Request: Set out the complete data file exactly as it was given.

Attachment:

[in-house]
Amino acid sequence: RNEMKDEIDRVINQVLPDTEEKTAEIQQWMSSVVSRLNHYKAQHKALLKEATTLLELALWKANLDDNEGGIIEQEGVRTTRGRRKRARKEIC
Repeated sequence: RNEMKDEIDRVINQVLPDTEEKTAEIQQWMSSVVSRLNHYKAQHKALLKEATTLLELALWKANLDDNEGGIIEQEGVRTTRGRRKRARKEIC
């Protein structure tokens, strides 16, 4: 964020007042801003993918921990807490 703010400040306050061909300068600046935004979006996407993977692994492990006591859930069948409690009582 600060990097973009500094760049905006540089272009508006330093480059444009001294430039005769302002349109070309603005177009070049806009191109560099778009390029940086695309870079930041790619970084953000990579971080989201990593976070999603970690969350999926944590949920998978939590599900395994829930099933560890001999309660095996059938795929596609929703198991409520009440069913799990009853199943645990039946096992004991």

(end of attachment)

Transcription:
[in-house]
Amino acid sequence: RNEMKDEIDRVINQVLPDTEEKTAEIQQWMSSVVSRLNHYKAQHKALLKEATTLLELALWKANLDDNEGGIIEQEGVRTTRGRRKRARKEIC
Repeated sequence: RNEMKDEIDRVINQVLPDTEEKTAEIQQWMSSVVSRLNHYKAQHKALLKEATTLLELALWKANLDDNEGGIIEQEGVRTTRGRRKRARKEIC
């Protein structure tokens, strides 16, 4: 964020007042801003993918921990807490 703010400040306050061909300068600046935004979006996407993977692994492990006591859930069948409690009582 600060990097973009500094760049905006540089272009508006330093480059444009001294430039005769302002349109070309603005177009070049806009191109560099778009390029940086695309870079930041790619970084953000990579971080989201990593976070999603970690969350999926944590949920998978939590599900395994829930099933560890001999309660095996059938795929596609929703198991409520009440069913799990009853199943645990039946096992004991």